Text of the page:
Once we’d finished, we got back on the trains and returned to Asakusa. As we were heading back to the hostel, I saw a great photo opportunity to get the Skytree in the same picture as a temple, so I ran over quickly to get a shot. Taylor followed, and next thing we knew, we were exploring the whole temple compound and the shopping district around it.
I must say, this temple had THE BIGGEST paper lanterns I have ever seen. Me for scale.
It wasn’t long after we returned to the hostel that Sarah and Amy came back as well. It was obvious that Amy was exhausted, so she didn’t want to go back out with Sarah to meet Yosuke, a Japanese boy that Sarah’s family had hosted quite some years ago. Taylor, ever the saint, agreed to take Amy’s place at the dinner, so Amy and I sat and chitchatted about anime and video games for a few hours while we rested our feet. On the bunk beds.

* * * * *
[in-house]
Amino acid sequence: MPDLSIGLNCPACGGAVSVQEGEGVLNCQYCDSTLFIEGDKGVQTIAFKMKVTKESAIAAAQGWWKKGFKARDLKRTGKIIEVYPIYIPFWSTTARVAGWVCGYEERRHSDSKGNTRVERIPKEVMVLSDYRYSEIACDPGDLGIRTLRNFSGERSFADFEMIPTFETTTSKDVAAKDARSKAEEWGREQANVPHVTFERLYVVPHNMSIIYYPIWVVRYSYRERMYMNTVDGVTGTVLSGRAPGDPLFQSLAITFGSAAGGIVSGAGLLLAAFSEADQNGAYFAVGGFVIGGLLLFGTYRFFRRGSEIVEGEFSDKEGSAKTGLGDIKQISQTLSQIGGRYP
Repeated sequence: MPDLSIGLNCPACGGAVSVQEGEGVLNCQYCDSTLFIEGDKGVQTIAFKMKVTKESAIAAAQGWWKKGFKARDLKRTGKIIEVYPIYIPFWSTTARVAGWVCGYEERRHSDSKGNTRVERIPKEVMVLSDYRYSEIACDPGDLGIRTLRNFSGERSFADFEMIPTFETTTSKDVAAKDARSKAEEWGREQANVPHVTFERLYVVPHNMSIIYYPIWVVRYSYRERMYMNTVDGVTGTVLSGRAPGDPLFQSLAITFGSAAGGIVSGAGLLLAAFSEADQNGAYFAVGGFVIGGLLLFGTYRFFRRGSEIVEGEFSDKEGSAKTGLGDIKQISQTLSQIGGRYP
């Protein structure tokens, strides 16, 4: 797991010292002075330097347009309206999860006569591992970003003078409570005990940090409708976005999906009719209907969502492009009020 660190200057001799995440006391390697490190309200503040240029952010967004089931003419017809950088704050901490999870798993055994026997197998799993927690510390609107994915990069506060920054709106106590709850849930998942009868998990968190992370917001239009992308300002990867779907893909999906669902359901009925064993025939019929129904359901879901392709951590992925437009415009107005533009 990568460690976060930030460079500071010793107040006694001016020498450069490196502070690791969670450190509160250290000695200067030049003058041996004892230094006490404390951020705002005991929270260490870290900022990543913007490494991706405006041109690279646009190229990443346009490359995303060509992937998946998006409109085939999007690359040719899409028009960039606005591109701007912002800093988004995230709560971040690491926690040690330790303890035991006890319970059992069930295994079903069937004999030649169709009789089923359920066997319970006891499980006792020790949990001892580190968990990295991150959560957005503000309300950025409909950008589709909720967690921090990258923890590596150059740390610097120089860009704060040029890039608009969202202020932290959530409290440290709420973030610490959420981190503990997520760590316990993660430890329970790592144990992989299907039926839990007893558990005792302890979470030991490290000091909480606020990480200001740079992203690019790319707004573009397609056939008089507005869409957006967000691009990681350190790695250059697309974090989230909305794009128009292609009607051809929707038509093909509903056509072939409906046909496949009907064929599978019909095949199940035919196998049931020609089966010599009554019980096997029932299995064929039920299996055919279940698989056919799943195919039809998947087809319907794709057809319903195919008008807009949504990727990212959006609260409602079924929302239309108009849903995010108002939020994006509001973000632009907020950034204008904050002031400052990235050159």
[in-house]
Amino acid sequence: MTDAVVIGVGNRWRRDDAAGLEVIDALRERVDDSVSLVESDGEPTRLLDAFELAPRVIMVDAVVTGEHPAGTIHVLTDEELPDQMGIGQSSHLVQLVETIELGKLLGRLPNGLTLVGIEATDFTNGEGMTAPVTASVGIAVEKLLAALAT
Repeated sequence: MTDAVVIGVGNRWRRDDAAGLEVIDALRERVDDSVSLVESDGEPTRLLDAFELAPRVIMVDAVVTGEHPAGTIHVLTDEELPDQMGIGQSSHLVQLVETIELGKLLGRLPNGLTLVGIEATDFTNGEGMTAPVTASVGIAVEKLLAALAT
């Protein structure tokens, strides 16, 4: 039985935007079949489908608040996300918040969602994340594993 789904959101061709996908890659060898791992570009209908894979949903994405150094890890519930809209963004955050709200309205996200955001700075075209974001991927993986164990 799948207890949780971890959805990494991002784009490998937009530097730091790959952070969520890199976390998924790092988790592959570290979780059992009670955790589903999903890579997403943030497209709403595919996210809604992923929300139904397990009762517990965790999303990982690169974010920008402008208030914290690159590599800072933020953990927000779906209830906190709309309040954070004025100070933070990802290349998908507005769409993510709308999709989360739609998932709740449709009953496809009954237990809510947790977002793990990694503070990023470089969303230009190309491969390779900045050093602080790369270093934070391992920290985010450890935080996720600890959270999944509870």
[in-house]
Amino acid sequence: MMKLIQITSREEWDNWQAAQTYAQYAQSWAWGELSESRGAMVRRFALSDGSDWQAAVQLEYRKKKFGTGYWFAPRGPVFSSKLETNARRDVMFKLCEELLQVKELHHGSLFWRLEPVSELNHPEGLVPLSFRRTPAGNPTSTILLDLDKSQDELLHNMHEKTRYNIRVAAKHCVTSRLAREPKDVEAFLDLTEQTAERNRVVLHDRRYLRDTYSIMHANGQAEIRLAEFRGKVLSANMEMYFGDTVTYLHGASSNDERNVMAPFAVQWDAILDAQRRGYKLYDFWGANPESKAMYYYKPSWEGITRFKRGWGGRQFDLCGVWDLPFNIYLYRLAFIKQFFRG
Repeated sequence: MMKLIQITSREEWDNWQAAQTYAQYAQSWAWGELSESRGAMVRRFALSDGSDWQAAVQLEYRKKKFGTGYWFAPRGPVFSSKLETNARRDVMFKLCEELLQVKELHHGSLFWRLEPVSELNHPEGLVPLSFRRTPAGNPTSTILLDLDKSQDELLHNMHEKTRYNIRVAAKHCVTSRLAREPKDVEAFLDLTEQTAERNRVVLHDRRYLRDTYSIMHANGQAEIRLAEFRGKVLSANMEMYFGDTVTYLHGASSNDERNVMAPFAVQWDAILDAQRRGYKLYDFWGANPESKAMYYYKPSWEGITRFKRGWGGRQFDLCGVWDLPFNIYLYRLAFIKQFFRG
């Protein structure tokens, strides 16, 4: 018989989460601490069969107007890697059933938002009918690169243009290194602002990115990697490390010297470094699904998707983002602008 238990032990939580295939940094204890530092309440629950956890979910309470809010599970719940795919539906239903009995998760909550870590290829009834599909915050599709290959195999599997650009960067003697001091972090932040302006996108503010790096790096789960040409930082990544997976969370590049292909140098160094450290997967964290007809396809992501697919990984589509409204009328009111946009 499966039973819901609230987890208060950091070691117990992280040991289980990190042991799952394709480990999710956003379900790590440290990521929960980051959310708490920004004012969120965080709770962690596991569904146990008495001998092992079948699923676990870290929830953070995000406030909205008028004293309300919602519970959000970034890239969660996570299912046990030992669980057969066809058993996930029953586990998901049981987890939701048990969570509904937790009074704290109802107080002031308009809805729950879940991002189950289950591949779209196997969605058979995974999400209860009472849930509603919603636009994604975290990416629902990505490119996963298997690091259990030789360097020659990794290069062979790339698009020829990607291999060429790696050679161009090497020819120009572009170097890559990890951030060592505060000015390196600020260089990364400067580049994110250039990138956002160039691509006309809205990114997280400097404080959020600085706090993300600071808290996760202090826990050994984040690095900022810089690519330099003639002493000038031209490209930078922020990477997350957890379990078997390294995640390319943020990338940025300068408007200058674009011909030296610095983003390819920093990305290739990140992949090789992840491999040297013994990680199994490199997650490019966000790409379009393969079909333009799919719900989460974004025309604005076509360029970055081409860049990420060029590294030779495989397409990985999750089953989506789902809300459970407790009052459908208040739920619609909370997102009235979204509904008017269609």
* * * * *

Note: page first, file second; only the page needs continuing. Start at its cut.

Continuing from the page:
After a quick run to a nearby Lawsons (a convenience store where we happened to meet up with Taylor and Sarah coming back), I snacked on some homestay family gift food while Taylor excitedly built her model Ohm that she bought from the Ghibli store. From that moment on, I (and eventually the others too) started affectionately calling her model “our ohmie” or “our ohmboy.”
The grin on her face brought by building such a hideous creature priceless.
While she was building our ohmie, Brian asked me to play Go with him. Since I was probably the only one on the trip who knew how to play Go, I agreed. Go, in its most basic explanation, is kind of like Othello. The goal is to capture territory, and you can do that by surrounding pieces. However, unlike Othello, surrounding just the ends is not enough. The person with the most territory at the end wins. For a more detailed explanation, check out good old Wikipedia: http://en.wikipedia.org/wiki/Rules_of_Go.
It was a long game, and he was quite good. In captures, he totally beat me. But in territory, I won. So while I technically won the game, he was the better fighter. By the time we’d finished the game, it was after 11, so we decided that we’d all go out together the next day and that we should probably get some sleep. Lights off, good night.